The script development money gave Lucas enough to live on whilst he continued work on the screenplay. As he did so it changed again; a ‘Kiber Crystal’ was written in and then written out. Skywalker became Deak Starkiller’s overweight younger brother before becoming the farm boy familiar from the finished film. Characters swapped names and roles. A new character named Darth Vader – sometimes a rogue Jedi, sometimes a member of the rival ‘Knights of Sith’ – had his role expanded. Some drafts killed him during the explosion of the Death Star, others allowed him to survive; across subsequent drafts his role grew. Some previously major characters disappeared altogether, pushed into a "backstory", Lucas choosing to develop the practically realisable aspects of his story.

This is an important clarification to the idea that Star Wars was "always" a part of a larger saga, one later incarnated in its sequels and prequels. That’s true, but not in an absolutely literal way. Star Wars itself isn’t an excerpted chunk of a vast plotline, the rest of which was then made over the next few decades. It’s a distillation of as much of a vast, abstract, unfinished epic as could be pitched as a fairly cheap film to be shot using the technology of the mid 1970s. And even then much of the equipment used to make the film would be literally invented by Lucas and his crew during production.

In August 1973 Graffiti was released and became a box office sensation, not only did the profits make Lucas rich (he became, at 29, a millionaire literally overnight) its success meant that Lucas was able to renegotiate the terms of his Fox deal. Rather than making demands in the traditional arenas of salary and percentages Lucas wanted control of the music, sequel and merchandising rights to his creations. Fox conceded him 60 per cent of the merchandising, aware of its potential value to them, but eventually agreed that Lucas’s share would rise by 20 per cent a year for two years after the film’s release. Few films made money from spin-off products for a whole 24 months, and Star Wars would surely be no different. Lucas got the sequel rights as well, albeit with the proviso that any sequel had to be in production within two years of the film’s release or all rights would revert to Fox.

Most important amongst Lucas’ demands was that, if it went ahead, he wanted the film to be made by his own company, not by Fox. That way he could control the budget and ensure all charges and costs made to the production were legitimately spent on the film. The experience of watching Mackenna’s Gold being made while a student on placement a decade earlier had taught him just how much money a studio could waste, and on a film like Star Wars – which was both ambitious and would inevitably be under-budgeted – it was crucial that this did not happen. Control of the music rights also had a sound reason behind it. Universal were making a fortune out of an American Graffiti soundtrack that was simply a repackaging of old hits featured in the movie. Of the profits of this Lucas saw nothing despite having selected the tracks featured and fought long and hard for their inclusion in his film.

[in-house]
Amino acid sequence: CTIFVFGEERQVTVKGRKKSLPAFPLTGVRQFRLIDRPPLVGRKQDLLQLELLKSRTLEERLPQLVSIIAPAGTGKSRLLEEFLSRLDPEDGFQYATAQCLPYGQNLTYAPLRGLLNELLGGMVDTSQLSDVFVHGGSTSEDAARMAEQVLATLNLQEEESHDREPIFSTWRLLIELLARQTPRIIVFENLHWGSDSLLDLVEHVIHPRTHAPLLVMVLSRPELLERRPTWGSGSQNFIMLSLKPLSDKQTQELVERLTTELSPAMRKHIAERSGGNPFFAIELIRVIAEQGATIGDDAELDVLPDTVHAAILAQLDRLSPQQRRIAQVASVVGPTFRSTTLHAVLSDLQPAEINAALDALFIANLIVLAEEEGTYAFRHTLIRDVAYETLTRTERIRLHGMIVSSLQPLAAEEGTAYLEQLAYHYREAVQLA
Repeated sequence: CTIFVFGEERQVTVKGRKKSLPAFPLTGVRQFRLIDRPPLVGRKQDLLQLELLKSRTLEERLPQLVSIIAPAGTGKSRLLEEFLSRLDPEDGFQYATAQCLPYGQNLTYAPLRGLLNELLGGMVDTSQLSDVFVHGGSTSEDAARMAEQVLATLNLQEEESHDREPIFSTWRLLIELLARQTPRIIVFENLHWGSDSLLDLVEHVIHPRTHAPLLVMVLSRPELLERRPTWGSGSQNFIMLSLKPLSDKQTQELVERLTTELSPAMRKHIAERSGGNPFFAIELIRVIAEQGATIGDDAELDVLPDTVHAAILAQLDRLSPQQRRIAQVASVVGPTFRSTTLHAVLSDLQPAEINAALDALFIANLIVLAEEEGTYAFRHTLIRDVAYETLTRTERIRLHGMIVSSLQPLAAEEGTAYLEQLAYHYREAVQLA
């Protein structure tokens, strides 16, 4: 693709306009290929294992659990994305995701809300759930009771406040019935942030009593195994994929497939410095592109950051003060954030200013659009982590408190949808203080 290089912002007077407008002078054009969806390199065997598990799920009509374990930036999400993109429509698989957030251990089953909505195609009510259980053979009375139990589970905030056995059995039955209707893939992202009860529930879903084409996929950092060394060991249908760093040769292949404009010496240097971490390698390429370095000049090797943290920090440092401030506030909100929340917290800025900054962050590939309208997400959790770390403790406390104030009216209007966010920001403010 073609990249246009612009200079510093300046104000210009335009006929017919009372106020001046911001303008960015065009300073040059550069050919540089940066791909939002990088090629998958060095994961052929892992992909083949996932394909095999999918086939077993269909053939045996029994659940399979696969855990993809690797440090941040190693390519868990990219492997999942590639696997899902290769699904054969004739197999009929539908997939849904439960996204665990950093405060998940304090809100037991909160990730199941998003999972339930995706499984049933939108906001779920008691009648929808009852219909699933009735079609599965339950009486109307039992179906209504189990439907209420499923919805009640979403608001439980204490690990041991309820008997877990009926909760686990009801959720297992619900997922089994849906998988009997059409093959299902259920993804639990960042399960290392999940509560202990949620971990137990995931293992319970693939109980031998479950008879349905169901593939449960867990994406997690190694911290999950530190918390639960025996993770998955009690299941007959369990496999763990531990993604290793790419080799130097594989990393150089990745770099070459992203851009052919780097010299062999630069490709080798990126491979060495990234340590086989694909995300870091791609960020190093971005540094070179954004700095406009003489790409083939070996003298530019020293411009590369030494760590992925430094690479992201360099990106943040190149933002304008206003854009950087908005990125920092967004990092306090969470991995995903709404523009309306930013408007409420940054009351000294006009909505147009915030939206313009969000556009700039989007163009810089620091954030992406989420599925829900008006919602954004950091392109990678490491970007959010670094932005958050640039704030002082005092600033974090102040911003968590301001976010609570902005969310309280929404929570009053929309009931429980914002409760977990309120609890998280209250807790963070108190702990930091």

In March 1975, Ladd took Lucas’ draft to the Fox board. They passed it and budgeted the film at $8.5m. Characters bounced in and out of that script right up to the preparation of the shooting draft, dated 15 January 1976. This was tailored to be as close to the film’s proposed budget as possible, and contain as many of the ideas, characters and situations Lucas had spent the past few years developing as he considered feasible.

This draft is the first version of the script in which Kenobi dies fighting Vader. Previously he had been injured, but escaped with Luke’s party. Alec Guinness, who had already been cast, was initially unhappy with this change, but was persuaded by Lucas that a heroic death followed by appearances as a spectral voice would prove more memorable to audiences than his spending the last third of the film sitting on Yavin whilst the X-Wings went into battle.

Filming began on location in Tozeur, Tunisia on 22 March 1976. Before shooting Lucas sat his crew down and made them watch four films which he felt between them defined what he was after in Star Wars. Stanley Kubrick’s 2001 (1969), Douglas Trumbull’s 1975 Silent Running, Sergio Leone’s Once Upon a Time In the West and Fellini’s Satyricon (Both 1969). The Leone picture was full of the sun-blasted vistas Lucas wanted to evoke for Tatooine, and the Fellini film, with its aspects of travelogue and attempts to portray an entire society in a fly-on-the-wall manner gave an idea of the "documentary fantasy" approach the director was so keen on. All four films shared one vital element: they’re windows onto lived-in worlds remarkable to audiences but regarded as ordinary by the film’s characters.

The first scenes shot for Star Wars were those of Luke buying Artoo and Threepio from the Jawas outside his foster parents’ home. Producer Kurtz had allowed 11 days for the shoot, after that a borrowed army C130 Hercules was scheduled to pick up the cast and crew.

A few days into shooting, creature make-up man Stuart Freeborn was taken ill and had to be flown back to Britain where he was diagnosed with pneumonia. Other crew members contracted dysentery. On 26 March Tunisia experienced its first winter rainstorm for half a century, damaging equipment and exterior sets delaying filming of key scenes.